“I was very good tonight,” Bradley Beal deadpanned, as he half-jokingly tried to hurry out the door of the Washington Wizards’ locker room in the wake of their 135-128 victory over the Memphis Grizzlies on Saturday night.
In a way, the understatement was fitting for the newly reigning Eastern Conference Player of the Week. On Saturday night, Beal demolished the Grizzlies to the tune of 40 points and a career-high nine made 3-pointers, one of the most dominant games of his seven-year career. Beal’s massive performance on Saturday completed one of the most mind-boggling two-day stretches of basketball in recent memory: 84 minutes, 80 points, 13 assists, 10 rebounds and 16 3-pointers.
While the Wizards as a whole have fallen short of their preseason expectations, their struggles certainly can’t be attributed to Beal, who has blossomed into legitimate star and the unquestioned leader of the Washington locker room.
“He really wants to win,” said forward Bobby Portis. “Each and every night, you know what you’re gonna get out of him … he’s a great teammate, on and off the court, he really motivates you. He just wants to win.”
A season full of misfortune and turmoil has left the Washington Wizards toiling in something resembling anonymity, an afterthought in the Eastern Conference. Their biggest offseason acquisition, three-time Defensive Player of the Year Dwight Howard, was lost for the season to gluteal injury after appearing in just nine games. A few months thereafter, franchise player John Wall found himself sidelined for the season after undergoing surgery on a nagging heel injury — and, weeks later, ruptured his Achilles in a fall, casting next season into doubt as well.
And yet, while the rest of the basketball world has moved on from Washington basketball, the Wizards have refused to roll over. At the core of it all is Beal. Even in a season teetering on the edge of collapse, he has approached every game with a near-fanatical intensity.
“I didn’t sleep well. I was mad all night,” Beal said of Friday night’s defeat at the hands of the Hornets. “I’ve been up all day just thinking about the game from last night. I just knew how it important it was to get one tonight, no matter what it took.”
In keeping the Wizards afloat, Beal has assumed one of the most daunting workloads in the entire league. He leads the NBA in total minutes played by a substantial margin, nearly 200 ahead of second-place Tobias Harris. After playing more than 70 games just once in his first four seasons, Beal has also fully shed his injury-prone early-career reputation, passing the threshold for the third consecutive season on Saturday night.
“He played a lot of minutes last night [against Charlotte],” said coach Scott Brooks. “The way he was [physically] today, watching our pre-game film, you would have thought that he would not play at all. But he knows how important it is to lead us and step up, and that’s what he’s been doing all year.”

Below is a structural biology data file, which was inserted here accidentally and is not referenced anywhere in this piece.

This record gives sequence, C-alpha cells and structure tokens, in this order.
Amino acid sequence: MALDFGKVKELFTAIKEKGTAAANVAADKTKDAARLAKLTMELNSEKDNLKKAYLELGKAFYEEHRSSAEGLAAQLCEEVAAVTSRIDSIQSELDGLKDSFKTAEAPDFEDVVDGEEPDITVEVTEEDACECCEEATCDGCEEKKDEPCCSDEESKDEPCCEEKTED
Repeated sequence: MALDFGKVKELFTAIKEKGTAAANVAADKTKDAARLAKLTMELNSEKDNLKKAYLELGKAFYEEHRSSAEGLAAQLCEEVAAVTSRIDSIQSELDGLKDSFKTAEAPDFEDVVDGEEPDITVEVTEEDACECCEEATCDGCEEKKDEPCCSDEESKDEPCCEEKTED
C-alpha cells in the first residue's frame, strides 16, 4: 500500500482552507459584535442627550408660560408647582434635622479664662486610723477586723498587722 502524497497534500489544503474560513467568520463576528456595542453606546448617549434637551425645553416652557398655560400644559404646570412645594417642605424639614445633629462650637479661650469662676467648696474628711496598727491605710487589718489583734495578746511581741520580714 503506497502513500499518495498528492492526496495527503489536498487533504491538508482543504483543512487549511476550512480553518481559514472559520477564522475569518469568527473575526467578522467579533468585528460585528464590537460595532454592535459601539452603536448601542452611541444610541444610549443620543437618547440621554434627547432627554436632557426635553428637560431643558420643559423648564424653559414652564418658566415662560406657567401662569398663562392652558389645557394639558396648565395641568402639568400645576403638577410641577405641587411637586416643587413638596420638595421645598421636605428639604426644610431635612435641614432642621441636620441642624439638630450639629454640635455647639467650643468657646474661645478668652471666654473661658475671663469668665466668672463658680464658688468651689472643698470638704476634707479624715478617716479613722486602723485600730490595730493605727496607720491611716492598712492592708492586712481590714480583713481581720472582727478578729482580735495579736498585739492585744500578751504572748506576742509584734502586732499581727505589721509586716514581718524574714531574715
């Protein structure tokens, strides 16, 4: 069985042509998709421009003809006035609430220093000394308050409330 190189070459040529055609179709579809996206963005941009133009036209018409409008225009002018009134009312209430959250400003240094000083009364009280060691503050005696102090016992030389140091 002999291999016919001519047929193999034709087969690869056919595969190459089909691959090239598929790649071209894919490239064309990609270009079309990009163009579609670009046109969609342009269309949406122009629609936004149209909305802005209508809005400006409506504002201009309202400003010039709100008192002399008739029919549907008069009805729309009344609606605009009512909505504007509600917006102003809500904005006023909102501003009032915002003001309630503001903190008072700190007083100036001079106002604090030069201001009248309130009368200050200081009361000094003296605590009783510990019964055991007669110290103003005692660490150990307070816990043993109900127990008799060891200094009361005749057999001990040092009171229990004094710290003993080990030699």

Despite the massive burden he carries every night, Beal is enjoying the best season of his career. He’s improved in almost every conceivable way, posting career-highs in scoring average (26.2), usage rate (28.3), 2-point percentage (54.8), assist rate (24.2), total rebound percentage (7.6) and free throw rate (.269). Among guards, he ranks 12th in the NBA in PIPM (+2.5), ahead of notable stars like Kemba Walker, CJ McCollum and Jimmy Butler.
“In my very biased opinion, [Beal] is All-NBA,” said Brooks. “He’s doing things that level of player does night in and night out. It’s not every other night, it’s not two out of three nights, it’s every night.”
With just a 5-5 record in their last 10 games, the Wizards remain on the outskirts of the Eastern Conference playoffs with 11 games left to play. At 30-41 on the season, they sit in the 11th seed, with a five-game gap in the loss column between themselves and eighth-place Miami. The walls are starting to close in, and this coming weekend, a Saturday night tilt against those Heat could make or break their chances.
True to form, of course, Beal isn’t concerned with accolades or individual performance. He has his eyes set on a bigger prize.
“We’re positive. I know I am. At the end of the day, I want to make the playoffs. I’m sure everybody else in here does, too,” said Beal. “We’re not out of it until the end of the year comes. We’re going to keep fighting and pushing because we’ve got a chance.”
In other words, the Wizards aren’t giving up just yet. And if they happen to accomplish the impossible, you can bet that — just as he has been all season — Bradley Beal will be at the heart of it all.